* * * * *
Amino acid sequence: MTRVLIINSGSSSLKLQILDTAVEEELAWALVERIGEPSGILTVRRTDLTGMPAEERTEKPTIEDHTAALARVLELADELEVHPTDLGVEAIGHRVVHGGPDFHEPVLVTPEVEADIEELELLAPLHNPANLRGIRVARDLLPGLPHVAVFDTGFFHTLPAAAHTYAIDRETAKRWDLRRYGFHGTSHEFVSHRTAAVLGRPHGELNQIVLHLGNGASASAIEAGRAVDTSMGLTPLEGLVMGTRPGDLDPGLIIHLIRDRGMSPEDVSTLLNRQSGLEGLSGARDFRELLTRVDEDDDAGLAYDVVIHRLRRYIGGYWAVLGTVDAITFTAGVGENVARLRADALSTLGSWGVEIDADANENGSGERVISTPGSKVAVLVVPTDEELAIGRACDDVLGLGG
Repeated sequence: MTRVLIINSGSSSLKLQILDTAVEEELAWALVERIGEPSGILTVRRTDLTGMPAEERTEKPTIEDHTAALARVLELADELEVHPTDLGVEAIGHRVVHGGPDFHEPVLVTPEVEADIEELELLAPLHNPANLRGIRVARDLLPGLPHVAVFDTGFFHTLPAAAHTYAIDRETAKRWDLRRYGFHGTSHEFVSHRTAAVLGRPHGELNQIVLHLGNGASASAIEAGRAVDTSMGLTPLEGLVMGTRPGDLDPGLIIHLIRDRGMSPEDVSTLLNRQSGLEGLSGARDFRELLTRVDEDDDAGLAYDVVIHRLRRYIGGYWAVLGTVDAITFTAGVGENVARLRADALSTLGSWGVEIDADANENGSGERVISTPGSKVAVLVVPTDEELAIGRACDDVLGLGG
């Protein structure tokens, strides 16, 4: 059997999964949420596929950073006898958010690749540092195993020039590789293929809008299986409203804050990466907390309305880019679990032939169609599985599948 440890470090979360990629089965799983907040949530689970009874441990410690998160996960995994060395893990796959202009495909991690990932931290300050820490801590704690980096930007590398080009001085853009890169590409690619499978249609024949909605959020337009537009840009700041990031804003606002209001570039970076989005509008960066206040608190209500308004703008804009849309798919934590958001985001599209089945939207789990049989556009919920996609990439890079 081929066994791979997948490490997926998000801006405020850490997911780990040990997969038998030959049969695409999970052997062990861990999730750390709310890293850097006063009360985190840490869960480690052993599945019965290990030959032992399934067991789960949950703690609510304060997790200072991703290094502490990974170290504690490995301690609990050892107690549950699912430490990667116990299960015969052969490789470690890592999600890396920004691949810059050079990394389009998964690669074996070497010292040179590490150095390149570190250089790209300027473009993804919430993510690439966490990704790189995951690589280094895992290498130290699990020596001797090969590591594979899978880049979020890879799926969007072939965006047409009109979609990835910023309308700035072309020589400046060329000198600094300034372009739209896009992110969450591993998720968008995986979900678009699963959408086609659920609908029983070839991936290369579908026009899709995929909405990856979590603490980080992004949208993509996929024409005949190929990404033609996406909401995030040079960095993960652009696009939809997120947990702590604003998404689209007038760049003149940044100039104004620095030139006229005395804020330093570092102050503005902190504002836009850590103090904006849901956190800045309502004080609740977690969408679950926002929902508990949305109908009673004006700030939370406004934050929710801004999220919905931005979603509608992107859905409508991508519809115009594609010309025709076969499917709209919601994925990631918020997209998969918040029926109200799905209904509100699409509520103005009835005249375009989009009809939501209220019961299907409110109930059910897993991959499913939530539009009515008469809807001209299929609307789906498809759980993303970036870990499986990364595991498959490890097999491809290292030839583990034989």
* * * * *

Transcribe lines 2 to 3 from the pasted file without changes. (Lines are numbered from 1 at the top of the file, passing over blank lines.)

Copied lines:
Repeated sequence: MTRVLIINSGSSSLKLQILDTAVEEELAWALVERIGEPSGILTVRRTDLTGMPAEERTEKPTIEDHTAALARVLELADELEVHPTDLGVEAIGHRVVHGGPDFHEPVLVTPEVEADIEELELLAPLHNPANLRGIRVARDLLPGLPHVAVFDTGFFHTLPAAAHTYAIDRETAKRWDLRRYGFHGTSHEFVSHRTAAVLGRPHGELNQIVLHLGNGASASAIEAGRAVDTSMGLTPLEGLVMGTRPGDLDPGLIIHLIRDRGMSPEDVSTLLNRQSGLEGLSGARDFRELLTRVDEDDDAGLAYDVVIHRLRRYIGGYWAVLGTVDAITFTAGVGENVARLRADALSTLGSWGVEIDADANENGSGERVISTPGSKVAVLVVPTDEELAIGRACDDVLGLGG
């Protein structure tokens, strides 16, 4: 059997999964949420596929950073006898958010690749540092195993020039590789293929809008299986409203804050990466907390309305880019679990032939169609599985599948 440890470090979360990629089965799983907040949530689970009874441990410690998160996960995994060395893990796959202009495909991690990932931290300050820490801590704690980096930007590398080009001085853009890169590409690619499978249609024949909605959020337009537009840009700041990031804003606002209001570039970076989005509008960066206040608190209500308004703008804009849309798919934590958001985001599209089945939207789990049989556009919920996609990439890079 081929066994791979997948490490997926998000801006405020850490997911780990040990997969038998030959049969695409999970052997062990861990999730750390709310890293850097006063009360985190840490869960480690052993599945019965290990030959032992399934067991789960949950703690609510304060997790200072991703290094502490990974170290504690490995301690609990050892107690549950699912430490990667116990299960015969052969490789470690890592999600890396920004691949810059050079990394389009998964690669074996070497010292040179590490150095390149570190250089790209300027473009993804919430993510690439966490990704790189995951690589280094895992290498130290699990020596001797090969590591594979899978880049979020890879799926969007072939965006047409009109979609990835910023309308700035072309020589400046060329000198600094300034372009739209896009992110969450591993998720968008995986979900678009699963959408086609659920609908029983070839991936290369579908026009899709995929909405990856979590603490980080992004949208993509996929024409005949190929990404033609996406909401995030040079960095993960652009696009939809997120947990702590604003998404689209007038760049003149940044100039104004620095030139006229005395804020330093570092102050503005902190504002836009850590103090904006849901956190800045309502004080609740977690969408679950926002929902508990949305109908009673004006700030939370406004934050929710801004999220919905931005979603509608992107859905409508991508519809115009594609010309025709076969499917709209919601994925990631918020997209998969918040029926109200799905209904509100699409509520103005009835005249375009989009009809939501209220019961299907409110109930059910897993991959499913939530539009009515008469809807001209299929609307789906498809759980993303970036870990499986990364595991498959490890097999491809290292030839583990034989």